Then he took the pages, smoothed them with the palm of his hand, and fixed them with pins to the walls. So that now, if he sat looking down upon Grape Street, the letters and images encircled him. And it was while he sat here, scarcely moving, that he was in hell and no one knew it. At such times the future became so clear that it was as if he were remembering it, remembering it in place of the past which he could no longer describe. But there was in any case no future and no past, only the unspeakable misery of his own self.
What is the good of your stars and trees, your sunrise and the wind, if they do not enter into our daily lives? They have never entered into mine, but into yours, we thought--Haven't we all to struggle against life's daily greyness, against pettiness, against mechanical cheerfulness, against suspicion? I struggle by remembering my friends; others I have known by remembering some place--some beloved place or tree--we thought you one of these.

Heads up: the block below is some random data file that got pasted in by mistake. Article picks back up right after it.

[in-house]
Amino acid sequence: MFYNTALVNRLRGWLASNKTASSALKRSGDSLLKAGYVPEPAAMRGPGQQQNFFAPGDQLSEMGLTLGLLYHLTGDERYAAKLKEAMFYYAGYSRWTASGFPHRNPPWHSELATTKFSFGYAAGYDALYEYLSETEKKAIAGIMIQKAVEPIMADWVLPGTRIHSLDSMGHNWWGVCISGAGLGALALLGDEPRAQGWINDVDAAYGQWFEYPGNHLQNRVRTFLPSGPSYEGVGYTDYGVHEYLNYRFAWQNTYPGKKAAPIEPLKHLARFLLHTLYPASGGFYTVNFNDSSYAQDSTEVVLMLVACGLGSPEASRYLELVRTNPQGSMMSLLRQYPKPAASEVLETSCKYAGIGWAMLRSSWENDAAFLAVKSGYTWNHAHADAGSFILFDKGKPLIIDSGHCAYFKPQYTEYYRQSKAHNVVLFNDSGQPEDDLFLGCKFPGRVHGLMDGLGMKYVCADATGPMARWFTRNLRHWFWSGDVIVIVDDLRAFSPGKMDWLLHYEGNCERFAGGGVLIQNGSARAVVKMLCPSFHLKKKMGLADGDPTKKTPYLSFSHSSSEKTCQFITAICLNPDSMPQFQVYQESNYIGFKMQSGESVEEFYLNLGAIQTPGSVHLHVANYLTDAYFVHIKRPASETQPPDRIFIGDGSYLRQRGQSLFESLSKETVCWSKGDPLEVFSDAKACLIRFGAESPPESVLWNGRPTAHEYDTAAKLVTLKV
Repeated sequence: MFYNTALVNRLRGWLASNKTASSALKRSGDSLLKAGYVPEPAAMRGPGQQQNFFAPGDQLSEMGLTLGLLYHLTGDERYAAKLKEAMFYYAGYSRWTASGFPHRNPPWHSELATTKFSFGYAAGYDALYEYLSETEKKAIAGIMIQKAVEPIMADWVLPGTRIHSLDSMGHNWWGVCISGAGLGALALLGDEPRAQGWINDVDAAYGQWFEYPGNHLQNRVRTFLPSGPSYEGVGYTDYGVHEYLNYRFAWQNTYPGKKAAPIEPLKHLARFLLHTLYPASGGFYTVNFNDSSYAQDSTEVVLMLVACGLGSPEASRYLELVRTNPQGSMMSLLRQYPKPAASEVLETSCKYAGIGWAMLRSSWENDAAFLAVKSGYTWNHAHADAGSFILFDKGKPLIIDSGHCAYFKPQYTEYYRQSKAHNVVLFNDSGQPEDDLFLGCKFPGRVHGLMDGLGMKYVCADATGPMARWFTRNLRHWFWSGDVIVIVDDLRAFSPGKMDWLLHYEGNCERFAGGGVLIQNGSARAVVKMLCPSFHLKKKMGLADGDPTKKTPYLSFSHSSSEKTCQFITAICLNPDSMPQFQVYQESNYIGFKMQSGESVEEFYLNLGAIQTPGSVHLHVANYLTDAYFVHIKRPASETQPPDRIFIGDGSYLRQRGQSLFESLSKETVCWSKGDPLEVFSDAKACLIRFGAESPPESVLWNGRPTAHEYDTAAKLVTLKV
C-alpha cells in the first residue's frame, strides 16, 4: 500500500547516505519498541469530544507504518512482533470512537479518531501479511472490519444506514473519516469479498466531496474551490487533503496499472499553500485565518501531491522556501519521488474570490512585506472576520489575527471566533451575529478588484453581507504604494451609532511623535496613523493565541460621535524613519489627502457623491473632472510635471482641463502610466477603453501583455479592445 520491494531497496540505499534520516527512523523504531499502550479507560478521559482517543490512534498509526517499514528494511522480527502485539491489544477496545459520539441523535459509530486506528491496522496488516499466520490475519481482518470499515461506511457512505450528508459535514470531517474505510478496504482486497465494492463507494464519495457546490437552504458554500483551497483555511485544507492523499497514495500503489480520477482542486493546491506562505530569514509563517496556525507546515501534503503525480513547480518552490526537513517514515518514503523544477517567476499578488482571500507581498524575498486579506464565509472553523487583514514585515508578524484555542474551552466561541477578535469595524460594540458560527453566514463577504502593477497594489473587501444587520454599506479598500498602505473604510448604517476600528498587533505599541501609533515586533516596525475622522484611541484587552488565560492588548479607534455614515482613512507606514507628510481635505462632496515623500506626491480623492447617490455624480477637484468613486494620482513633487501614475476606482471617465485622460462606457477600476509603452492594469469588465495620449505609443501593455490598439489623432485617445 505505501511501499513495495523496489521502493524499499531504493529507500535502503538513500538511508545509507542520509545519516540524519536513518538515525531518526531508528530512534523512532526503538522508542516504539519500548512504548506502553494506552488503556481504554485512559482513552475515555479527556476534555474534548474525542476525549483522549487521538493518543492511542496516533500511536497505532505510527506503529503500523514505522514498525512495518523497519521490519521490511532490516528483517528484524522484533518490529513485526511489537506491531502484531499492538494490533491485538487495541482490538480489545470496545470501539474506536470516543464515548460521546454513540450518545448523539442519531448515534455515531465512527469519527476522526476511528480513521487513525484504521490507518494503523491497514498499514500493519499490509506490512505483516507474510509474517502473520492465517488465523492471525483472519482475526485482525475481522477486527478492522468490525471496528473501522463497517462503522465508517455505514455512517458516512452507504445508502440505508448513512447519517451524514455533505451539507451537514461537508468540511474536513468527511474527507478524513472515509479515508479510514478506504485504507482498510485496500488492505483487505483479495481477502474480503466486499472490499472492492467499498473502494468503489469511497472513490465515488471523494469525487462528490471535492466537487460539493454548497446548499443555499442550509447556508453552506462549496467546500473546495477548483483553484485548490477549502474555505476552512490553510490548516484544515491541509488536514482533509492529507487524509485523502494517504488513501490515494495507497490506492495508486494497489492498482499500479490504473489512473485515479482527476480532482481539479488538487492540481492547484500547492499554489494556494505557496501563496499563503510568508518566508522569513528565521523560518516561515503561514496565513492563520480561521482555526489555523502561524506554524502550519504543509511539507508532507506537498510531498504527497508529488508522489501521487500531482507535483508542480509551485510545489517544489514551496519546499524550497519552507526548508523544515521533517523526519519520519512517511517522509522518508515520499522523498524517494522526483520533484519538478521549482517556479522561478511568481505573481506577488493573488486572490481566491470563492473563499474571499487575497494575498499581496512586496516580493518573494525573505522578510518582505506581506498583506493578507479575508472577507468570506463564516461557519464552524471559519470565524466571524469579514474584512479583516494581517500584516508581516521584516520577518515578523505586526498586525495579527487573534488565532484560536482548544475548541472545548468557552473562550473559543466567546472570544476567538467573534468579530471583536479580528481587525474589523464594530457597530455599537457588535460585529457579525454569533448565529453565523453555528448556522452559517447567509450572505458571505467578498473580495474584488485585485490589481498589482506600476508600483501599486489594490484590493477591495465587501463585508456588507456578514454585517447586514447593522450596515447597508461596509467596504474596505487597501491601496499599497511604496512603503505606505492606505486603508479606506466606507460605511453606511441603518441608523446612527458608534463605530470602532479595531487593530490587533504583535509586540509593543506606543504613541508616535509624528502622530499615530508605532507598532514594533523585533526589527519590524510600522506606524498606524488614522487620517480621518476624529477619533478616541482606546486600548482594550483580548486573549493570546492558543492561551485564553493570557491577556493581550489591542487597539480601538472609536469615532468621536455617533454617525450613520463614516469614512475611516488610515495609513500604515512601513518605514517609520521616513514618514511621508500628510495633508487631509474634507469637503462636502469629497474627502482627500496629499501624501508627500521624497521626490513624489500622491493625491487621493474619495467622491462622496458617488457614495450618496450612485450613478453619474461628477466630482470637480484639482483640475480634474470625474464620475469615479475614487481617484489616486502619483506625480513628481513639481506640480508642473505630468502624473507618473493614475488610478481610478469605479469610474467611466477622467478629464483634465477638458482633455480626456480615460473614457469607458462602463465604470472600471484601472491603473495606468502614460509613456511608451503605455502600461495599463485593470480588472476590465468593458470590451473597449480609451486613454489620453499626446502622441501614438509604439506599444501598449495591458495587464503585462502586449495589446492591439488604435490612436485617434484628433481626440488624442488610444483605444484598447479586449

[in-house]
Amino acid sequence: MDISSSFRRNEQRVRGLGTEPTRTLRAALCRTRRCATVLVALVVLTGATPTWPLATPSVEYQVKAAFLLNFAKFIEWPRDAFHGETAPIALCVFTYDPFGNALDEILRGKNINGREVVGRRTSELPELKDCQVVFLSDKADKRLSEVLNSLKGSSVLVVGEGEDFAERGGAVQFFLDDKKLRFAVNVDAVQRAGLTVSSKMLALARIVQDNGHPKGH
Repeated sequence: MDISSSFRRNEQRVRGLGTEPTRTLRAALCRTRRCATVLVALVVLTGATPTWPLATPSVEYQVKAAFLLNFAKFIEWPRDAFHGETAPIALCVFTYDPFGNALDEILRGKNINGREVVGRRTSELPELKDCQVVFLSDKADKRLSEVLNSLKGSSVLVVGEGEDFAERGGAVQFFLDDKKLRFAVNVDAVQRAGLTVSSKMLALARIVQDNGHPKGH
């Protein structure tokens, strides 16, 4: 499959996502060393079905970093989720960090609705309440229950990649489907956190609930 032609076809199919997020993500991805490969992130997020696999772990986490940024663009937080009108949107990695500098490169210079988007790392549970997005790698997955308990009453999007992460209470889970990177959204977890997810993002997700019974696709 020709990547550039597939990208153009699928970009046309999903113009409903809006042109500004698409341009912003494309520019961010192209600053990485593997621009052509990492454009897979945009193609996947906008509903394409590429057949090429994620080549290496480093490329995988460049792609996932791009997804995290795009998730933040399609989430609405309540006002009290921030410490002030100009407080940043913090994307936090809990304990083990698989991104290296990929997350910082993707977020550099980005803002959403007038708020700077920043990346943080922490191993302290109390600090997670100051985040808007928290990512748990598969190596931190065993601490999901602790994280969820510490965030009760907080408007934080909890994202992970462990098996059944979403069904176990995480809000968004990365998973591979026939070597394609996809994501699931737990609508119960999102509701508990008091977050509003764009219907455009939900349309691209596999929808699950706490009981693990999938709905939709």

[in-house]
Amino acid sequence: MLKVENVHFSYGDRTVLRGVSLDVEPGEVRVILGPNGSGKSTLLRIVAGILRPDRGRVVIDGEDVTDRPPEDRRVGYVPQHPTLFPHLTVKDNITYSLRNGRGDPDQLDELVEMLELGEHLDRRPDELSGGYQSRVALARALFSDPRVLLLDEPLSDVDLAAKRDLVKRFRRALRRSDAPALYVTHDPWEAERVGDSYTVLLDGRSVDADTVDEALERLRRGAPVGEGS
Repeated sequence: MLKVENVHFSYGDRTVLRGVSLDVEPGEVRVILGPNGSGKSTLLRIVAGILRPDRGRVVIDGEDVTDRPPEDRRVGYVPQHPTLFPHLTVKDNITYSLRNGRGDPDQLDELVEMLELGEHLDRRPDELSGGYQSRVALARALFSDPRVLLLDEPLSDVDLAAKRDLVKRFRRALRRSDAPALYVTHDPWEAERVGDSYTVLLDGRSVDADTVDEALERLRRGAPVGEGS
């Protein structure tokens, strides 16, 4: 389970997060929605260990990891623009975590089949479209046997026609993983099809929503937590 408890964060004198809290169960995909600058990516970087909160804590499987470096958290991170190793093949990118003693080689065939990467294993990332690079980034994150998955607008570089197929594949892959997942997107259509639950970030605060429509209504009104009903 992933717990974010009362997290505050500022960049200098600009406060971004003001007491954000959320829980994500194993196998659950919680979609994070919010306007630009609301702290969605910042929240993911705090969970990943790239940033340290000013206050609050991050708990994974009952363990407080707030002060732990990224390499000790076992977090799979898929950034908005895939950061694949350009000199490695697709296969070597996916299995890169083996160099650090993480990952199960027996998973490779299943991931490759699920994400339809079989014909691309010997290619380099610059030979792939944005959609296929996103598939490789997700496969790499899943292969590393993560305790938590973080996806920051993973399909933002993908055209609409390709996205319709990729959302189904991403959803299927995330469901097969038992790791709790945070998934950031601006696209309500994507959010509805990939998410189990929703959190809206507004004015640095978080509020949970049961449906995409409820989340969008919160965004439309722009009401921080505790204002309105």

E. M. Forster
Forty-three years old, and the war occurred half a lifetime ago, and yet the remembering makes it now. And sometimes remembering will lead to a story, which makes it forever. That's what stories are for. Stories are for joining the past to the future. Stories are for those late hours in the night when you can't remember how you got from where you were to where you are. Stories are for eternity, when memory is erased, when there is nothing to remember except the story.